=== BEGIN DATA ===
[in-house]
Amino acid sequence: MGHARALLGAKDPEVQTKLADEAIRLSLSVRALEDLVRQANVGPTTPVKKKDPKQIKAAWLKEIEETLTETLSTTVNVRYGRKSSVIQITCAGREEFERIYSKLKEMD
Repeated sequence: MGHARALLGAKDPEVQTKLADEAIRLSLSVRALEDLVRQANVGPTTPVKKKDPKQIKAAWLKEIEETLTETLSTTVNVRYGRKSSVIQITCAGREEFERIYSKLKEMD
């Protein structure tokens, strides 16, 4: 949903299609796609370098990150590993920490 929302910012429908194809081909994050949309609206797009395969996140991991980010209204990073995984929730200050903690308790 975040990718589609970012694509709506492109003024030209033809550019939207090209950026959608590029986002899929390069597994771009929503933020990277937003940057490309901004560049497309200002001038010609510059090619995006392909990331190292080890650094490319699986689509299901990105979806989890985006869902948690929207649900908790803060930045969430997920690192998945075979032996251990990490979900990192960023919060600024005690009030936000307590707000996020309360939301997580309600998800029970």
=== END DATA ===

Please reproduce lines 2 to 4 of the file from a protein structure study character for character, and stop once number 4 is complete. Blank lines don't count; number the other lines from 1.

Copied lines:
Amino acid sequence: MGHARALLGAKDPEVQTKLADEAIRLSLSVRALEDLVRQANVGPTTPVKKKDPKQIKAAWLKEIEETLTETLSTTVNVRYGRKSSVIQITCAGREEFERIYSKLKEMD
Repeated sequence: MGHARALLGAKDPEVQTKLADEAIRLSLSVRALEDLVRQANVGPTTPVKKKDPKQIKAAWLKEIEETLTETLSTTVNVRYGRKSSVIQITCAGREEFERIYSKLKEMD
């Protein structure tokens, strides 16, 4: 949903299609796609370098990150590993920490 929302910012429908194809081909994050949309609206797009395969996140991991980010209204990073995984929730200050903690308790 975040990718589609970012694509709506492109003024030209033809550019939207090209950026959608590029986002899929390069597994771009929503933020990277937003940057490309901004560049497309200002001038010609510059090619995006392909990331190292080890650094490319699986689509299901990105979806989890985006869902948690929207649900908790803060930045969430997920690192998945075979032996251990990490979900990192960023919060600024005690009030936000307590707000996020309360939301997580309600998800029970």